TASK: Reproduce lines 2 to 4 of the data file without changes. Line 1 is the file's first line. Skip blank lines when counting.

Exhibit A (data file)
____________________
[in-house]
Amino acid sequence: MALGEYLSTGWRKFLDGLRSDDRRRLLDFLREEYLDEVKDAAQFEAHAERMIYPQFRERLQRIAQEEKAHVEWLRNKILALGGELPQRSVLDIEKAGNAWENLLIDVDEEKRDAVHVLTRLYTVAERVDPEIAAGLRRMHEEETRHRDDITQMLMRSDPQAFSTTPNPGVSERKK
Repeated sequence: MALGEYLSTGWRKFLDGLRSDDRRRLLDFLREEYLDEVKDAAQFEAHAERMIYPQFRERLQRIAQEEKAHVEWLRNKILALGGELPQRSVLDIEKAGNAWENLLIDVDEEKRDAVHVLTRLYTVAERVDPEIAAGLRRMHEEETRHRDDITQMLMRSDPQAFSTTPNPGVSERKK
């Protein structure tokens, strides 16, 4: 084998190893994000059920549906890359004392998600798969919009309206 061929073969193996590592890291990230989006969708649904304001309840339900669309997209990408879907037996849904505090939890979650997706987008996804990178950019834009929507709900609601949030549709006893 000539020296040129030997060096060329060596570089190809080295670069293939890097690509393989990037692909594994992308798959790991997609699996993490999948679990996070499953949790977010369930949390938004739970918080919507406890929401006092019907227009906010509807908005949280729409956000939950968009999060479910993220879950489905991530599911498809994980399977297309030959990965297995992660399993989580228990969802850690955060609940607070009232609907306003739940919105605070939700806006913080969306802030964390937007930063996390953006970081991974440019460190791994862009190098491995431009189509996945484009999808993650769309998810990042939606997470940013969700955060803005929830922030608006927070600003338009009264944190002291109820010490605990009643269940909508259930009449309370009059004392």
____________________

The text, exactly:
Amino acid sequence: MALGEYLSTGWRKFLDGLRSDDRRRLLDFLREEYLDEVKDAAQFEAHAERMIYPQFRERLQRIAQEEKAHVEWLRNKILALGGELPQRSVLDIEKAGNAWENLLIDVDEEKRDAVHVLTRLYTVAERVDPEIAAGLRRMHEEETRHRDDITQMLMRSDPQAFSTTPNPGVSERKK
Repeated sequence: MALGEYLSTGWRKFLDGLRSDDRRRLLDFLREEYLDEVKDAAQFEAHAERMIYPQFRERLQRIAQEEKAHVEWLRNKILALGGELPQRSVLDIEKAGNAWENLLIDVDEEKRDAVHVLTRLYTVAERVDPEIAAGLRRMHEEETRHRDDITQMLMRSDPQAFSTTPNPGVSERKK
């Protein structure tokens, strides 16, 4: 084998190893994000059920549906890359004392998600798969919009309206 061929073969193996590592890291990230989006969708649904304001309840339900669309997209990408879907037996849904505090939890979650997706987008996804990178950019834009929507709900609601949030549709006893 000539020296040129030997060096060329060596570089190809080295670069293939890097690509393989990037692909594994992308798959790991997609699996993490999948679990996070499953949790977010369930949390938004739970918080919507406890929401006092019907227009906010509807908005949280729409956000939950968009999060479910993220879950489905991530599911498809994980399977297309030959990965297995992660399993989580228990969802850690955060609940607070009232609907306003739940919105605070939700806006913080969306802030964390937007930063996390953006970081991974440019460190791994862009190098491995431009189509996945484009999808993650769309998810990042939606997470940013969700955060803005929830922030608006927070600003338009009264944190002291109820010490605990009643269940909508259930009449309370009059004392």